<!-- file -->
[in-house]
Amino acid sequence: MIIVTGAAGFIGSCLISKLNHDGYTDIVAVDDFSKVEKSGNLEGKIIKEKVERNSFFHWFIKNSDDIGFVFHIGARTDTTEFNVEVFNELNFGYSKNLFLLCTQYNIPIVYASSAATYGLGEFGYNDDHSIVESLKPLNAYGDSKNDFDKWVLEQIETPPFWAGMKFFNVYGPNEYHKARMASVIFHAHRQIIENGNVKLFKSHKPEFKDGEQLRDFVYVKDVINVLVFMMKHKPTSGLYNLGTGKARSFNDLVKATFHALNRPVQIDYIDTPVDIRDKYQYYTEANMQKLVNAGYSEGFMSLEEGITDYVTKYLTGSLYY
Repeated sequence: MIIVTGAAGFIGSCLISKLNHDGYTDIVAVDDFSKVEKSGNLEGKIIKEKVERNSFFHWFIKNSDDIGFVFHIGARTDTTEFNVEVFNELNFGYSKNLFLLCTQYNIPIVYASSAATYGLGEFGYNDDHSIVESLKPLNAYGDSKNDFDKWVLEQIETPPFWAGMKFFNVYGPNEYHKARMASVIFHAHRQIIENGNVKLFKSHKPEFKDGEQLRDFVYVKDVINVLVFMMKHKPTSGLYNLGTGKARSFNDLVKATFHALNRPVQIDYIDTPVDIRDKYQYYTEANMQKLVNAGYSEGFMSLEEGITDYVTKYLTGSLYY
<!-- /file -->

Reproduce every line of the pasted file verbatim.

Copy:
[in-house]
Amino acid sequence: MIIVTGAAGFIGSCLISKLNHDGYTDIVAVDDFSKVEKSGNLEGKIIKEKVERNSFFHWFIKNSDDIGFVFHIGARTDTTEFNVEVFNELNFGYSKNLFLLCTQYNIPIVYASSAATYGLGEFGYNDDHSIVESLKPLNAYGDSKNDFDKWVLEQIETPPFWAGMKFFNVYGPNEYHKARMASVIFHAHRQIIENGNVKLFKSHKPEFKDGEQLRDFVYVKDVINVLVFMMKHKPTSGLYNLGTGKARSFNDLVKATFHALNRPVQIDYIDTPVDIRDKYQYYTEANMQKLVNAGYSEGFMSLEEGITDYVTKYLTGSLYY
Repeated sequence: MIIVTGAAGFIGSCLISKLNHDGYTDIVAVDDFSKVEKSGNLEGKIIKEKVERNSFFHWFIKNSDDIGFVFHIGARTDTTEFNVEVFNELNFGYSKNLFLLCTQYNIPIVYASSAATYGLGEFGYNDDHSIVESLKPLNAYGDSKNDFDKWVLEQIETPPFWAGMKFFNVYGPNEYHKARMASVIFHAHRQIIENGNVKLFKSHKPEFKDGEQLRDFVYVKDVINVLVFMMKHKPTSGLYNLGTGKARSFNDLVKATFHALNRPVQIDYIDTPVDIRDKYQYYTEANMQKLVNAGYSEGFMSLEEGITDYVTKYLTGSLYY